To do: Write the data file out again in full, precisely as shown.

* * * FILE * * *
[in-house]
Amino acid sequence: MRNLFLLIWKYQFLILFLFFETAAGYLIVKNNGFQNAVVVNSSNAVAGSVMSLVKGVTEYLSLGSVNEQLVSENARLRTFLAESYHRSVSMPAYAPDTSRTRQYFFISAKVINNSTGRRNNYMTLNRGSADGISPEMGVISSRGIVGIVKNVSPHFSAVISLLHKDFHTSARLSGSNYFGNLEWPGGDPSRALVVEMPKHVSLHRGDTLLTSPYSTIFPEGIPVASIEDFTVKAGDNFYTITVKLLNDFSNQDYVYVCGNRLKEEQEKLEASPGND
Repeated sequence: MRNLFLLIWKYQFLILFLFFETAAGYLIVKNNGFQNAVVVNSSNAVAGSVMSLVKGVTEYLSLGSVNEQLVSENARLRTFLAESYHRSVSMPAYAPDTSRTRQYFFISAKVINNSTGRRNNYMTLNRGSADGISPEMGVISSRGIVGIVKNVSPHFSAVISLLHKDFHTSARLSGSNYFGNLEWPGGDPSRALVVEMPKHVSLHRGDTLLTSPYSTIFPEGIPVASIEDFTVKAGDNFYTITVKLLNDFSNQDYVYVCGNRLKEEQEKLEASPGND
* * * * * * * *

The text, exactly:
[in-house]
Amino acid sequence: MRNLFLLIWKYQFLILFLFFETAAGYLIVKNNGFQNAVVVNSSNAVAGSVMSLVKGVTEYLSLGSVNEQLVSENARLRTFLAESYHRSVSMPAYAPDTSRTRQYFFISAKVINNSTGRRNNYMTLNRGSADGISPEMGVISSRGIVGIVKNVSPHFSAVISLLHKDFHTSARLSGSNYFGNLEWPGGDPSRALVVEMPKHVSLHRGDTLLTSPYSTIFPEGIPVASIEDFTVKAGDNFYTITVKLLNDFSNQDYVYVCGNRLKEEQEKLEASPGND
Repeated sequence: MRNLFLLIWKYQFLILFLFFETAAGYLIVKNNGFQNAVVVNSSNAVAGSVMSLVKGVTEYLSLGSVNEQLVSENARLRTFLAESYHRSVSMPAYAPDTSRTRQYFFISAKVINNSTGRRNNYMTLNRGSADGISPEMGVISSRGIVGIVKNVSPHFSAVISLLHKDFHTSARLSGSNYFGNLEWPGGDPSRALVVEMPKHVSLHRGDTLLTSPYSTIFPEGIPVASIEDFTVKAGDNFYTITVKLLNDFSNQDYVYVCGNRLKEEQEKLEASPGND